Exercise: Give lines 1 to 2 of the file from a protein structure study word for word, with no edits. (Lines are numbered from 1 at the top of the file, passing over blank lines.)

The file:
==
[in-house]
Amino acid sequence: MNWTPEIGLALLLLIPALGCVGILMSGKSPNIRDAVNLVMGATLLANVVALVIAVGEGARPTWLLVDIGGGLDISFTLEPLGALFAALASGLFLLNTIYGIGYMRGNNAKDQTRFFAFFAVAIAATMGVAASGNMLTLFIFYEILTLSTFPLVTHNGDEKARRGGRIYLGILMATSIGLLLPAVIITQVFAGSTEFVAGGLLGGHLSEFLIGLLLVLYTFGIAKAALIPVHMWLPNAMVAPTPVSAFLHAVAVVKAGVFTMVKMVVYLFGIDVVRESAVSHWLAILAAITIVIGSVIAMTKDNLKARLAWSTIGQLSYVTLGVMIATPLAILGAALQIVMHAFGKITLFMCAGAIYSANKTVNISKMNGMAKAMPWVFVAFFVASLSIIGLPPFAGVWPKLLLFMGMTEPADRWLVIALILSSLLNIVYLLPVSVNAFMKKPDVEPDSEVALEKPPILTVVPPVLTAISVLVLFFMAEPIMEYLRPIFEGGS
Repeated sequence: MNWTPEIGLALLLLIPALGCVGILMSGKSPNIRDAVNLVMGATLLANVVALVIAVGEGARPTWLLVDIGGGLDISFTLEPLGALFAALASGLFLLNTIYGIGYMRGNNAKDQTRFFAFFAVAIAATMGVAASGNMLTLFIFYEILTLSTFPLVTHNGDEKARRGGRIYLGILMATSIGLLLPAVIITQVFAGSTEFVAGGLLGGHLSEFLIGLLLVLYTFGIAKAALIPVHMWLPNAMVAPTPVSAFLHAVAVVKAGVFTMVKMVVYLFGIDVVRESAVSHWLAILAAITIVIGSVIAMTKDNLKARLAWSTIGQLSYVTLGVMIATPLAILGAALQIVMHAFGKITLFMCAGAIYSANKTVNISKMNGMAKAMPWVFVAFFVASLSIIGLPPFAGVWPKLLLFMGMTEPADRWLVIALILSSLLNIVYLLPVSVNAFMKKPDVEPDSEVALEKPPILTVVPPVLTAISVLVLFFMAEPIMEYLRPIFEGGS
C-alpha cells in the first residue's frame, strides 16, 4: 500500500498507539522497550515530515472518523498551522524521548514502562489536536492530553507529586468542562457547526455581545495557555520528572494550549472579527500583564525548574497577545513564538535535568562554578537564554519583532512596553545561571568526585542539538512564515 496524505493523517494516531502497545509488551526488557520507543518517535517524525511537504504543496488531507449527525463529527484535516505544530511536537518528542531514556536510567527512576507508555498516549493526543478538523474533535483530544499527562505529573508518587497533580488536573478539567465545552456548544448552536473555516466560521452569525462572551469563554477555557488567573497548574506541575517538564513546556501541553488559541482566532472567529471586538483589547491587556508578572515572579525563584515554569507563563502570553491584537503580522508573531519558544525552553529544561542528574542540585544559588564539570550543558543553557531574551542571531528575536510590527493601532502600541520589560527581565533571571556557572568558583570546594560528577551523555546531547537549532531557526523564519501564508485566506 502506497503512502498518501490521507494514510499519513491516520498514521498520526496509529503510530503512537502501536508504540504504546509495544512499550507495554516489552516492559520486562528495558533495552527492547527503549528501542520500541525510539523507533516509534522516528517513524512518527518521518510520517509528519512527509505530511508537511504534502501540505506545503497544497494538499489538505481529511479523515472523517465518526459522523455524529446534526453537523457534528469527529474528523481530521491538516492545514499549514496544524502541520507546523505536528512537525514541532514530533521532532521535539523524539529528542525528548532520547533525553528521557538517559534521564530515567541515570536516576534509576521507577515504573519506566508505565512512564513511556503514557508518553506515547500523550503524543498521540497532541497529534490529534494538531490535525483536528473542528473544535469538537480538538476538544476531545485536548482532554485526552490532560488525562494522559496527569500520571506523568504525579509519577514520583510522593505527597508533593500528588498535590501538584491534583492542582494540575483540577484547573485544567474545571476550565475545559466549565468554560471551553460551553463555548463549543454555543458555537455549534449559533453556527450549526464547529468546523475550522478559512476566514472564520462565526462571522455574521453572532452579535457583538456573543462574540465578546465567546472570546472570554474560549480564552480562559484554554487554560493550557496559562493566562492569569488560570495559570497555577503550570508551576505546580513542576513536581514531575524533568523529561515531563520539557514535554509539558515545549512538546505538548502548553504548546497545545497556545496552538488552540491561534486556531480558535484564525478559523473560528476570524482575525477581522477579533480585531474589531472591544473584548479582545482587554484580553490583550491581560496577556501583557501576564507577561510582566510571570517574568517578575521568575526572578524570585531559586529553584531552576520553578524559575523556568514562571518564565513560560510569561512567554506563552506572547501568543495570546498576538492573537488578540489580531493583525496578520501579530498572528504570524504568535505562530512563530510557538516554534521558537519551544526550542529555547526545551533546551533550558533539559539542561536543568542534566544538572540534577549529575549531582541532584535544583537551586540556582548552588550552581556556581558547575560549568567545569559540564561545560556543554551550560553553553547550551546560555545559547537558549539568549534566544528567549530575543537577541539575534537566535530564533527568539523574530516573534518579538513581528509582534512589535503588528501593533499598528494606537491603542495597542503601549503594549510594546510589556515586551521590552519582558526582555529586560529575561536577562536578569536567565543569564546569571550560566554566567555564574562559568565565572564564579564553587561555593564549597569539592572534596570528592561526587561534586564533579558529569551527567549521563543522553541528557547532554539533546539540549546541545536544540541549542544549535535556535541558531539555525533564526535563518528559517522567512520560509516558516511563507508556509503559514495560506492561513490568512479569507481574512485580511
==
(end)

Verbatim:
[in-house]
Amino acid sequence: MNWTPEIGLALLLLIPALGCVGILMSGKSPNIRDAVNLVMGATLLANVVALVIAVGEGARPTWLLVDIGGGLDISFTLEPLGALFAALASGLFLLNTIYGIGYMRGNNAKDQTRFFAFFAVAIAATMGVAASGNMLTLFIFYEILTLSTFPLVTHNGDEKARRGGRIYLGILMATSIGLLLPAVIITQVFAGSTEFVAGGLLGGHLSEFLIGLLLVLYTFGIAKAALIPVHMWLPNAMVAPTPVSAFLHAVAVVKAGVFTMVKMVVYLFGIDVVRESAVSHWLAILAAITIVIGSVIAMTKDNLKARLAWSTIGQLSYVTLGVMIATPLAILGAALQIVMHAFGKITLFMCAGAIYSANKTVNISKMNGMAKAMPWVFVAFFVASLSIIGLPPFAGVWPKLLLFMGMTEPADRWLVIALILSSLLNIVYLLPVSVNAFMKKPDVEPDSEVALEKPPILTVVPPVLTAISVLVLFFMAEPIMEYLRPIFEGGS